I was going to recover in the second set, and then win it. We were in a match that became completely ridiculous, a level of tennis that was exceptional. I have memories of certain points. In the second set, I was two points from defeat (at 6-3 5-3 30-A on Capriati’s service) I returned a brilliant half-volley, followed by a defensive lob at break point, and that completely changed the match. That’s the instinct I’m talking about. I had almost lost the match, so it was necessary for me to try something else. There was aggression, daring, and above all, instinct.
After, in the third set, I was still 5-2 down and I started to believe again, but I was taken down by cramp. I don’t remember exactly how it started, if it was all of a sudden brutal or if I could feel them coming. I think nevertheless, it was quite sudden. Cramp is often like that, from a movement. I was really tired. I had run so much trying to keep up with her.
I felt ready physically, but the demands she placed on me were really tough, and then there was the tension to deal with too. We know with cramp it’s often to do with stress. I was going to battle and had to give everything to get to the end of the match. It was not easy for her because she could see it, and that put her under more pressure. She would really have to win the match now. But at the end, with the cramps, it was my force of character. It was almost destiny that I would have to win it.
It’s beautiful, the madness of sport, where anything can happen, and nothing is decided, even when you feel you’re being dominated. I felt really small the whole match, I can’t explain it. Why and how could this match change? It happened, but we don’t really have any explanation, a way to describe it. It happened, that’s all. You are transported by the moment. Sometimes there’s a bit of luck, a helping hand. That can really change things. It’s necessary to be humble when you think about it.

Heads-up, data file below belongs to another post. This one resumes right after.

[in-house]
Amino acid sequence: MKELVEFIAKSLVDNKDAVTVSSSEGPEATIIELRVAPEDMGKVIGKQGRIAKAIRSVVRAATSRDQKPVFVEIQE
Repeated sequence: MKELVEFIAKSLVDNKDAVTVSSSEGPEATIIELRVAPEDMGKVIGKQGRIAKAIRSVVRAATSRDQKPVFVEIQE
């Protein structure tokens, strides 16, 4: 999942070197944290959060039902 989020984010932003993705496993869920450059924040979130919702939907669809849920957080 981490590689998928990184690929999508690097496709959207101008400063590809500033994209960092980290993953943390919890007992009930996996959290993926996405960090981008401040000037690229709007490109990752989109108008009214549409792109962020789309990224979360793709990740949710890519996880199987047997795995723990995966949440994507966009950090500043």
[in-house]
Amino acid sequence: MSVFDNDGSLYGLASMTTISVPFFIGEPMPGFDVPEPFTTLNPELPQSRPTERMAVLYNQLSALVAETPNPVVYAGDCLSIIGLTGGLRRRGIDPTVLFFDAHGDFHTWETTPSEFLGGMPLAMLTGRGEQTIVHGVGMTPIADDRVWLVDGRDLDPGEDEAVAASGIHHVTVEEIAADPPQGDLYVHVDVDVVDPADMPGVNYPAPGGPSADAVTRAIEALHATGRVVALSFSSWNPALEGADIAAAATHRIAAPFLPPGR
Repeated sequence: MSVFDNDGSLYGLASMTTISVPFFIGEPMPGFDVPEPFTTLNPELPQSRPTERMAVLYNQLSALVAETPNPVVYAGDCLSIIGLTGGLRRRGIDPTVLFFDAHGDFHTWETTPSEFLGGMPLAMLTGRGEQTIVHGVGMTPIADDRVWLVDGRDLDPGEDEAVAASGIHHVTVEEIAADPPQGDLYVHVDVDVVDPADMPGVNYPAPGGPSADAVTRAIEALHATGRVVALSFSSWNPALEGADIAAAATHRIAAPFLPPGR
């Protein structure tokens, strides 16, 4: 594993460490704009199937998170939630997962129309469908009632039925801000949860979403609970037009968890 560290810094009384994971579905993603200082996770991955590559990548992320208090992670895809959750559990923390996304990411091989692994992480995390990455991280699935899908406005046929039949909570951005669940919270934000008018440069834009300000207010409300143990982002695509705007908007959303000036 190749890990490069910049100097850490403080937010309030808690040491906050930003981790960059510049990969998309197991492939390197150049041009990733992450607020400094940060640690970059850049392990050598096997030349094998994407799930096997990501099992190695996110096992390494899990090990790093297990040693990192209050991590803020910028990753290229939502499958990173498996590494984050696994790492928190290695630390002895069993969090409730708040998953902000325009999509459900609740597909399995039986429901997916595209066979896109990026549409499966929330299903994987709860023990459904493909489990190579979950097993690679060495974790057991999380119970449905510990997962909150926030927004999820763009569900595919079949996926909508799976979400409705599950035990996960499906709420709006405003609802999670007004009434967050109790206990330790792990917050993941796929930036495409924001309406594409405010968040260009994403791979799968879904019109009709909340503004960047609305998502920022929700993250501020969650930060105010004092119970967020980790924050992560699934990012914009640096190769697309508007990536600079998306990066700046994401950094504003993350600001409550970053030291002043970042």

Six months earlier, it was certain that I would not have made it. My win at Roland-Garros helped me, but above all, it was the physical work I had done. In between the tournaments, I had worked really hard. In July, I was with Pat; after that, I was in the top 10. We knew my tennis abilities, but I was not ready physically.
When I met Pat in November 2022, I asked him what he thought about me. He said: “You have the talent of a world No. 1 but the fitness of a world No. 70.”
That shocked me, but I liked it. From then, I started to work on my fitness much more intensely. We knew that it was a risk, that we could not push it too hard, but it was essential if I wanted to win Grand Slams and achieve my ambitions. With my frame, when you’re 1.65m, playing against powerful opponents, you have to be able to stand up to them, otherwise it’s impossible.